The rigorous training was not immediately apparent when Charles Peirce entered Harvard University, in 1855, where, at the age of twenty-six he was awarded a bachelor of arts degree, one of the youngest in his class. But his scholastic record was poor. Undeterred, he went on to obtain a second degree of bachelor of science in chemistry, summa cum laude, the first of its kind. At Harvard, he ranked in the bottom fifth of his class. Despite his scholastic ups and downs, he was recognized as a student of exceptional promise.
Peirce's early interest in the sciences of fundamental natural phenomena was paralleled by his enthusiasm for the study of logic, the science of reasoning. His interest in science moved from chemistry to mathematics, and he sought training in the mathematically developed fields of physical science, including astronomy, physics and geodesy. Peirce's initial encounters in the physical sciences came from work he accomplished for his father.
Benjamin Peirce was employed as a part-time field investigator for the U.S. Coast Survey aiding in astronomical observations while holding his professorship at Harvard. It was this event that laid the groundwork for Charles Peirce's scientific career in the Federal government. In the summer of 1859, the Coast Survey employed young Peirce in a temporary position, similar to that of his father. The Coast Survey of that period was the nation's principal institution for research in the physical sciences in the United States. Charles Peirce readily developed technical expertise in geodesy and was appointed to a permanent position on July 1, 1861. For the first several years, he assisted his father with computations for the Coast Survey of the longitude of American astronomical stations with respect to European astronomical stations, for observations of the moon. His bent for astronomy began to show, to the point where he corrected computations made earlier by his father.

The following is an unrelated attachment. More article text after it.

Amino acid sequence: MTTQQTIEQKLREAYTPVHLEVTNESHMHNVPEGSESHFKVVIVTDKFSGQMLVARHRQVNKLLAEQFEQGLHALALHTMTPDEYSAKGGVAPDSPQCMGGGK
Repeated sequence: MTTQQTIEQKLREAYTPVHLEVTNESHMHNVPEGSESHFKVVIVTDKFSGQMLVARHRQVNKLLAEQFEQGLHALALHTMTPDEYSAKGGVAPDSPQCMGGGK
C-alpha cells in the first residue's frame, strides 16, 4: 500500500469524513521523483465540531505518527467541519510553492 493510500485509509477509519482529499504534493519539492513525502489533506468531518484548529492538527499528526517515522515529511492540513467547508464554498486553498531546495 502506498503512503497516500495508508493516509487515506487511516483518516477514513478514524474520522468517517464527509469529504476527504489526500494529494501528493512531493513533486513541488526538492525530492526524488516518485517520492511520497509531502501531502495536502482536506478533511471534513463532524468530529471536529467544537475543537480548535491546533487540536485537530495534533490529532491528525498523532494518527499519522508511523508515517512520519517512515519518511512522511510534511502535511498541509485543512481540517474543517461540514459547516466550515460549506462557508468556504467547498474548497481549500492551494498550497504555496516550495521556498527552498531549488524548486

Charles Peirce was extravagant with money and had little interest in controlling his economic problems. While involved with the Coast Survey's tasks at Harvard, he took on lectures in 1864-65 at the College on the philosophy of science and joined a select group which included Ralph Waldo Emerson and James Elliott Cabot.